After four years, ill health forced him to retire to live in Toledo; ill health, however, often does not necessarily mean a short life, and Mariana lived to the then phenomenally ripe old age of Fortunately, Mariana's "retirement" was an active one, and his great learning and erudition drew numerous persons, from private citizens to state and ecclesiastical authorities, to ask for his advice and guidance. He was able to published two great and influential books. One was a history of Spain, written first in Latin and then in Spanish, which went into many volumes and many editions in both languages.
The Latin version was eventually published in 11 volumes, and the Spanish in The Spanish edition has long been considered one of the classics of Spanish style, and it went into many editions until the mid-nineteenth century. But monarchy did not fare well at the hands of the hard-hitting Mariana. A fervent opponent of the rising tide of absolutism in Europe, and of the doctrine of such as King James I of England that kings rule absolutely by divine right, Mariana converted the scholastic doctrine of tyranny from an abstract concept into a weapon with which to smite real monarchs of the past.
He denounced such ancient rulers as Cyrus the Great, Alexander the Great, and Julius Caesar as tyrants, who acquired their power by injustice and robbery. Previous scholastics, including Suarez, believed that the people could ratify such unjust usurpation by their consent after the fact, and thereby make their rule legitimate. But Mariana was not so quick to concede the consent of the people. In contrast to other scholastics, who placed the "ownership" of power in the king, he stressed that the people have a right to reclaim their political power whenever the king should abuse it.
Indeed Mariana held that, in transferring their original political power from a state of nature to the king, the people necessarily reserved important rights to themselves; in addition to the right to reclaim sovereignty, they retained such vital powers as taxation, the right to veto laws, and the right to determine succession if the king has no heir. It should already be clear that it was Mariana, rather than Suarez, who might be called the forebear of John Locke's theory of popular consent and the continuing superiority of the people to the government.
Furthermore, Mariana also anticipated Locke in holding that men leave the state of nature to form governments in order to preserve their rights of private property. Mariana also went far beyond Suarez in postulating a state of nature, a society, previous to the institution of government. But the most fascinating feature of the "extremism" of Mariana's political theory was his creative innovation in the scholastic theory of tyrannicide. That a tyrant might be justly killed by the people had long been standard doctrine; but Mariana broadened it greatly in two significant ways.
First, he expanded the definition of tyranny: a tyrant was any ruler who violated the laws of religion, who imposed taxes without the people's consent, or who prevented a meeting of a democratic parliament. All the other scholastics, in contrast, had located the sole power to tax in the ruler. Even more spectacularly, to Mariana any individual citizen can justly assassinate a tyrant and may do so by any means necessary. Assassination did not require some sort of collective decision by the entire people. To be sure, Mariana did not think that an individual should engage in assassination lightly.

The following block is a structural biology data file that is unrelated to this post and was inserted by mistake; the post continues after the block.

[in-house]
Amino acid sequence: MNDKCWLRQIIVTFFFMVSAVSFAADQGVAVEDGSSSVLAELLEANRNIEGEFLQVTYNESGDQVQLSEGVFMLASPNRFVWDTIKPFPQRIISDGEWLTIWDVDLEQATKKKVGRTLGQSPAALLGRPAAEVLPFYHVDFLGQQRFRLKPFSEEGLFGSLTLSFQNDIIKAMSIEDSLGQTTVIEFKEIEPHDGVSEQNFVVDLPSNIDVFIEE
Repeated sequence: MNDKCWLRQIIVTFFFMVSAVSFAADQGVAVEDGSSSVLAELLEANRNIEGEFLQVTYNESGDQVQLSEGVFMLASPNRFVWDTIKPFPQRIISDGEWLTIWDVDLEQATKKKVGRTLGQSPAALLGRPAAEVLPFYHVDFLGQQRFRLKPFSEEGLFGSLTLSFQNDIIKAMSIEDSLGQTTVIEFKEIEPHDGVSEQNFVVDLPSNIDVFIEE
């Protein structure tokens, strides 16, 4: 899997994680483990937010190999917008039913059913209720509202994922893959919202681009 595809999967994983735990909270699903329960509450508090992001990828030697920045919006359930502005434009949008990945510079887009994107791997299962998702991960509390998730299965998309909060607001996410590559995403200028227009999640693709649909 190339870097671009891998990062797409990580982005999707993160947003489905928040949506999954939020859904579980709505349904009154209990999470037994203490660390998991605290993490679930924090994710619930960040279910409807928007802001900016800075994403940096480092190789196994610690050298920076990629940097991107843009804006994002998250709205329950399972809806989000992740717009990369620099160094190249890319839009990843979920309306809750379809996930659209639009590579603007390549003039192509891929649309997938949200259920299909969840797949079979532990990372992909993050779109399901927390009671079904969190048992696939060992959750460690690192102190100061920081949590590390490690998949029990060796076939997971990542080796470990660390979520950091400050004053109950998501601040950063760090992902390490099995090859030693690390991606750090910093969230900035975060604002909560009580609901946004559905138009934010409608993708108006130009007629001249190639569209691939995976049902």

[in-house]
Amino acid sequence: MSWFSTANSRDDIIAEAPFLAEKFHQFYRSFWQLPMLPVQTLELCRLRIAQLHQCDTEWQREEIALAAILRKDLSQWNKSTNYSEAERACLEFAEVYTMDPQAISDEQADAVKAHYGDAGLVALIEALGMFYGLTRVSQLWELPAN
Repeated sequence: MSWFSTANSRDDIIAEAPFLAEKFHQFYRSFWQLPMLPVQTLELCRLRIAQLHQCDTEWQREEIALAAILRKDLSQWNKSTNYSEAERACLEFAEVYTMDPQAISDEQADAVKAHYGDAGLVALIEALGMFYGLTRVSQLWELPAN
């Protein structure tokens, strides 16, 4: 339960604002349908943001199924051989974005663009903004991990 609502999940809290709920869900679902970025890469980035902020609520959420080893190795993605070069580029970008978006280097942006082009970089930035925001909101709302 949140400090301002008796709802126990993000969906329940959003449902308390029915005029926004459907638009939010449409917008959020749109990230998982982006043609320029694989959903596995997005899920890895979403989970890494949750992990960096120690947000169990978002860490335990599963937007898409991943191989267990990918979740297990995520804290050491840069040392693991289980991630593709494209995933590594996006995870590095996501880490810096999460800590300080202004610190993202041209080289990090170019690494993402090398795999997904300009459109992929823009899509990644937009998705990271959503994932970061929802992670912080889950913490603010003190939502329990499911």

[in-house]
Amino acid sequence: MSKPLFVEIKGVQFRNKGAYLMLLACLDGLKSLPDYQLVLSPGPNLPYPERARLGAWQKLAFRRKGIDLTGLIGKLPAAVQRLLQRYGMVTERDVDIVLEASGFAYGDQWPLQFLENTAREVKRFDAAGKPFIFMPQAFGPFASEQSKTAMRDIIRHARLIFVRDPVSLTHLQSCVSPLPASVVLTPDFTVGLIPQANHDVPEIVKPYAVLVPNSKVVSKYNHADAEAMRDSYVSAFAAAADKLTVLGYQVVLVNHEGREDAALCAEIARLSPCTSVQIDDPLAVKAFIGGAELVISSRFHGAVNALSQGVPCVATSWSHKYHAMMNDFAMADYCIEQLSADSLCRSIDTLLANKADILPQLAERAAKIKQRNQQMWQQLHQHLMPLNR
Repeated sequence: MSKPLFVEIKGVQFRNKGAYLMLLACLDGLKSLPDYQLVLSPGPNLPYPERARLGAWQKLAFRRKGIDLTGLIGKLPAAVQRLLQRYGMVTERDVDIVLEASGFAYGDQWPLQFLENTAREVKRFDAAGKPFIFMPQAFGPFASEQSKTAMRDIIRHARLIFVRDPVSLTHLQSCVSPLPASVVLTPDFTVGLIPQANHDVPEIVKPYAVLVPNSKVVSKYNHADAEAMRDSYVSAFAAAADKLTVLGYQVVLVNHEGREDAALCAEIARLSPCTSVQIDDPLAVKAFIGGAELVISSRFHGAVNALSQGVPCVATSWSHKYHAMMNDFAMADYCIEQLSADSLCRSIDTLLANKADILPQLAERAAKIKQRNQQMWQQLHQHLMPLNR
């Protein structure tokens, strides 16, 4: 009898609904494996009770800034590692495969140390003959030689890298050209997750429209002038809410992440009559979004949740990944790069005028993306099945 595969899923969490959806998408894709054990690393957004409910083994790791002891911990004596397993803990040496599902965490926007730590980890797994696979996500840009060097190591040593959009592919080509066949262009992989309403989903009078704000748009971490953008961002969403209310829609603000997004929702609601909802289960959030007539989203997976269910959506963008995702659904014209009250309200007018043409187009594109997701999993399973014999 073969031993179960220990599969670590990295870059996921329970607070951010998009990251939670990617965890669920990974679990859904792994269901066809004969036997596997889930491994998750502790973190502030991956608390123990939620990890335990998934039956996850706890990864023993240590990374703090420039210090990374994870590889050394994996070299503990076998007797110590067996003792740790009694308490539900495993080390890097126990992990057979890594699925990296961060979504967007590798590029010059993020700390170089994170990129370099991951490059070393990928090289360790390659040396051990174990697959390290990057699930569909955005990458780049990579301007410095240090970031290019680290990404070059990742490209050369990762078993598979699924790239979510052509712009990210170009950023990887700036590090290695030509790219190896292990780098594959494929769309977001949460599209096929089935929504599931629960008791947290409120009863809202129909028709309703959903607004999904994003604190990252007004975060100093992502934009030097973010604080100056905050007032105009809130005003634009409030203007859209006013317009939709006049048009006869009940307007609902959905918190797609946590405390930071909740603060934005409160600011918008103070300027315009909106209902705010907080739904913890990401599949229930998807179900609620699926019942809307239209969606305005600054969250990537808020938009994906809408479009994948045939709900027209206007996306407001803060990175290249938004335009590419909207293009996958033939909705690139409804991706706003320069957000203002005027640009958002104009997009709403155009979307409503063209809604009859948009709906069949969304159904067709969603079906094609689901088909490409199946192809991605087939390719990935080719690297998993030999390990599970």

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First, he should try to assemble the people to make this crucial decision. But if that is impossible, he should at least consult some "erudite and grave men," unless the cry of the people against the tyrant is so starkly manifest that consultation becomes unnecessary. Furthermore, Mariana added — in phrases anticipating Locke's and the Declaration of Independence's justification of the right of rebellion — that we need not worry about the public order being greatly disrupted by too many people taking up the practice of tyrannicide.
For this is a dangerous enterprise, Mariana sensibly pointed out, and very few are ever ready to risk their lives in that way. On the contrary, most tyrants have not died a violent death, and tyrannicides have almost always been greeted by the populace as heroes. In contrast to the common objections to tyrannicide, he concluded, it would be salutary for rulers to fear the people, and to realize that a lapse into tyranny might cause the people to call them to account for their crimes.
He seizes the property of individuals and squanders it, impelled as he is by the unkingly vices of lust, avarice, cruelty, and fraud…. Tyrants, indeed, try to injure and ruin everybody, but they direct their attack especially against rich and upright men throughout the realm. They consider the good more suspect than the evil; and the virtue which they themselves lack is most formidable to them… They expel the better men from the commonwealth on the principle that whatever is exalted in the kingdom should be laid low… They exhaust all the rest so that they can not unite by demanding new tributes from them daily, by stirring up quarrels among the citizens, and by joining war to war.
The work reaches deep into a complex past but points to the present and future, too. While generally hesitant to address contemporary issues directly, Mariana clearly considers the recent annexation of the kingdom of Portugal by Philip II a point of reference. Like his contemporary, the Italian ex-Jesuit Giovanni Botero in his Relationi Universali , though less explicitly, Mariana puts the Spain of Philip II in the vanguard of the defense and eventual triumph of universal Catholicism.
The successful completion of such a compendious work had a methodological price tag.